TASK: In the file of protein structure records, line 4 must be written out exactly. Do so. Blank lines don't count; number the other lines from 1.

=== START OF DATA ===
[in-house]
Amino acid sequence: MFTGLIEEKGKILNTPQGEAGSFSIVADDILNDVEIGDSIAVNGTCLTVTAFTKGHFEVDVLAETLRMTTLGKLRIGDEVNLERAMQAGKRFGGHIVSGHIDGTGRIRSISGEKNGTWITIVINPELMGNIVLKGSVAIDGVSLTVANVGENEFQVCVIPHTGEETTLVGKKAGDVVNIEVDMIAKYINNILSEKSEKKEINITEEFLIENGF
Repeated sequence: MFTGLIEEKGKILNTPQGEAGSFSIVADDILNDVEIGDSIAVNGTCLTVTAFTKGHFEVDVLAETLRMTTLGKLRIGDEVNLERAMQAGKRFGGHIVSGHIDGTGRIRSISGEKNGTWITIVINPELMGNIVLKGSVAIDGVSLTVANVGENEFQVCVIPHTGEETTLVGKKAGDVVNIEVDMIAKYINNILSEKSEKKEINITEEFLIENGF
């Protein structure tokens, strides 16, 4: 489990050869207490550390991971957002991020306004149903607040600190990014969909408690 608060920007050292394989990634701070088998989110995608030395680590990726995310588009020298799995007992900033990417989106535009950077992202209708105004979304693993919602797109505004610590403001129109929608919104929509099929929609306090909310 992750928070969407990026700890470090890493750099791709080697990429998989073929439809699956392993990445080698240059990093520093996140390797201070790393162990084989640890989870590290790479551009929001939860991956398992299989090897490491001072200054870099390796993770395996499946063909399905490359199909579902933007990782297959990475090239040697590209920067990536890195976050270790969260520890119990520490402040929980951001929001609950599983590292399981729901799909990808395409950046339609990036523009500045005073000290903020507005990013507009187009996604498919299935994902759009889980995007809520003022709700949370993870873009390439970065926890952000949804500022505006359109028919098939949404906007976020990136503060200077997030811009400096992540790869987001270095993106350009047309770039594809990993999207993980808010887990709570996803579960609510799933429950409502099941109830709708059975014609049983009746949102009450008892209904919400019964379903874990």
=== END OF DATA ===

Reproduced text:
């Protein structure tokens, strides 16, 4: 489990050869207490550390991971957002991020306004149903607040600190990014969909408690 608060920007050292394989990634701070088998989110995608030395680590990726995310588009020298799995007992900033990417989106535009950077992202209708105004979304693993919602797109505004610590403001129109929608919104929509099929929609306090909310 992750928070969407990026700890470090890493750099791709080697990429998989073929439809699956392993990445080698240059990093520093996140390797201070790393162990084989640890989870590290790479551009929001939860991956398992299989090897490491001072200054870099390796993770395996499946063909399905490359199909579902933007990782297959990475090239040697590209920067990536890195976050270790969260520890119990520490402040929980951001929001609950599983590292399981729901799909990808395409950046339609990036523009500045005073000290903020507005990013507009187009996604498919299935994902759009889980995007809520003022709700949370993870873009390439970065926890952000949804500022505006359109028919098939949404906007976020990136503060200077997030811009400096992540790869987001270095993106350009047309770039594809990993999207993980808010887990709570996803579960609510799933429950409502099941109830709708059975014609049983009746949102009450008892209904919400019964379903874990």